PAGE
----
The pre-existing upward trend accelerated in many of these countries [panel b]; especially those where a relatively low share of retail sales take place online. In Singapore, online retail sales in 2021 were approaching triple the 2018 level. Canada and Australia also experienced especially large increases over the same period.
Looking across all these countries, although the disruption and economic uncertainty wrought by the pandemic suppressed overall retail sales into 2020 (only Australia and the United States saw retail sales increase from 2019 to 2020), online retail sales grew strongly as people took to shopping online and as offline sales declined [panel c].
This led to a marked increase in the share of online sales in total retail sales - from 16% in 2019 to 19% in 2020 [panel d]. That level was sustained into 2021 despite offline sales picking up strongly. Online sales comprise a much greater share of total retail sales in China (around a quarter in 2021) than in the United States (around one eighth). As a result of steep increases following the onset of the pandemic, the United Kingdom joined Korea (Rep.) in having the highest overall online retail share in 2021, at 28%.
Figure 2. Online retail sales, seven countries, 2018-2021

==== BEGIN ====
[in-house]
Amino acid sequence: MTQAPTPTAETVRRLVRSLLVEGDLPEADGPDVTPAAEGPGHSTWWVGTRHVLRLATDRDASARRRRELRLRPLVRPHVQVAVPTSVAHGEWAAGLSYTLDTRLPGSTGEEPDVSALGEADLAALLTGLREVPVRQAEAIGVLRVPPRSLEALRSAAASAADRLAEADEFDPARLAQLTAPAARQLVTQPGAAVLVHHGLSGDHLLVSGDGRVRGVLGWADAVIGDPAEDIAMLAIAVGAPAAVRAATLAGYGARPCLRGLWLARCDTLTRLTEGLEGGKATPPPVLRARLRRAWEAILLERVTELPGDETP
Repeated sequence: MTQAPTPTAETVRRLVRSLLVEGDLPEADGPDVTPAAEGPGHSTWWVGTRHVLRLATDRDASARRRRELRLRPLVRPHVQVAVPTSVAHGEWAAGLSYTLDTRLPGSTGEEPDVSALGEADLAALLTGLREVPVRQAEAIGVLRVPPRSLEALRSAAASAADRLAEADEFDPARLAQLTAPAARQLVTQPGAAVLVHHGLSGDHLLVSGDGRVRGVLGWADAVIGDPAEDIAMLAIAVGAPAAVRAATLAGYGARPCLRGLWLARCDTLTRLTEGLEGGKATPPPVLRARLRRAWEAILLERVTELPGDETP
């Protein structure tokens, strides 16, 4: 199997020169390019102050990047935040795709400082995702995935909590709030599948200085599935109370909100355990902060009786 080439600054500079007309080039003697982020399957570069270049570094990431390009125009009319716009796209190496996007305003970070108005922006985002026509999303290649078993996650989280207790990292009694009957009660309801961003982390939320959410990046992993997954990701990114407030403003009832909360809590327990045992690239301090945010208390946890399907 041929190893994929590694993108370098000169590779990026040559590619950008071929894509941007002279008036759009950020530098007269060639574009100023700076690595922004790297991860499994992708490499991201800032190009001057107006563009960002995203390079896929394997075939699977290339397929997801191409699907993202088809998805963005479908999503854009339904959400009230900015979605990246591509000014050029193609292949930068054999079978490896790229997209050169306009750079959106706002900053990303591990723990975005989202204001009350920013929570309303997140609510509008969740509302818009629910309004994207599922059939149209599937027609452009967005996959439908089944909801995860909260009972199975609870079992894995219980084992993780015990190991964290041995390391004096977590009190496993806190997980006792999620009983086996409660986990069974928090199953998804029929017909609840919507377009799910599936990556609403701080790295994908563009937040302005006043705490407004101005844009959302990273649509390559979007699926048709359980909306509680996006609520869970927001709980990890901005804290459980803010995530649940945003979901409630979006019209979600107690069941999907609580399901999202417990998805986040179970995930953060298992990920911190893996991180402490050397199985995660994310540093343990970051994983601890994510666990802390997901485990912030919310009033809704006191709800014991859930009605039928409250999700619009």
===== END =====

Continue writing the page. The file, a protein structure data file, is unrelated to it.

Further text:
Value (US$ billions, current prices), Indices (2018=100) and percentage of retail sales
Notes: There may be some differences in the coverage of retail trade statistics across countries. Indexes calculated based on US$ values in current prices.
The biggest online platforms benefit the most
The 13 top consumer-focused e-commerce businesses increased their revenues sharply during the pandemic [Figure 3].
In 2019, these companies made sales worth $2.4 trillion. Following the onset of the COVID-19 pandemic in 2020, this rose sharply to $2.9 trillion (not shown), and a further one-third increase followed in 2021, taking total sales to $3.9 trillion (in current prices).
The shift towards online shopping has further entrenched the already strong market concentration of online retail and marketplace businesses.
Alibaba, Amazon, JD.com and Pinduoduo increased their revenues by 70% between 2019 and 2021 and their share of total sales through all these 13 platforms rose from around 75% in 2018 and 2019 to over 80% in 2020 and 2021.
Expedia, Booking Holdings and AirBnB saw gross bookings decline by up to two thirds in 2020 as movement controls reduced demand for travel and accommodation services, though growth returned in 2021 as restrictions were eased.
Figure 3. Sales by major consumer-focused e-commerce businesses before and during the pandemic
$ billions, current prices
Better statistics are needed
These statistics only provide a partial perspective on the evolution of e-commerce during the pandemic.
There is a pressing need for more inclusive statistics on online retail sales, business-to-consumer and business-to-business e-commerce and cross-border digital trade that can provide insights covering a wider range of countries, especially developing nations.
UNCTAD and its partners are collaborating on establishing the foundations for international statistics that can bring about a better understanding of the links between e-commerce, trade and development and compiling the second edition of the Handbook on Measuring Digital Trade.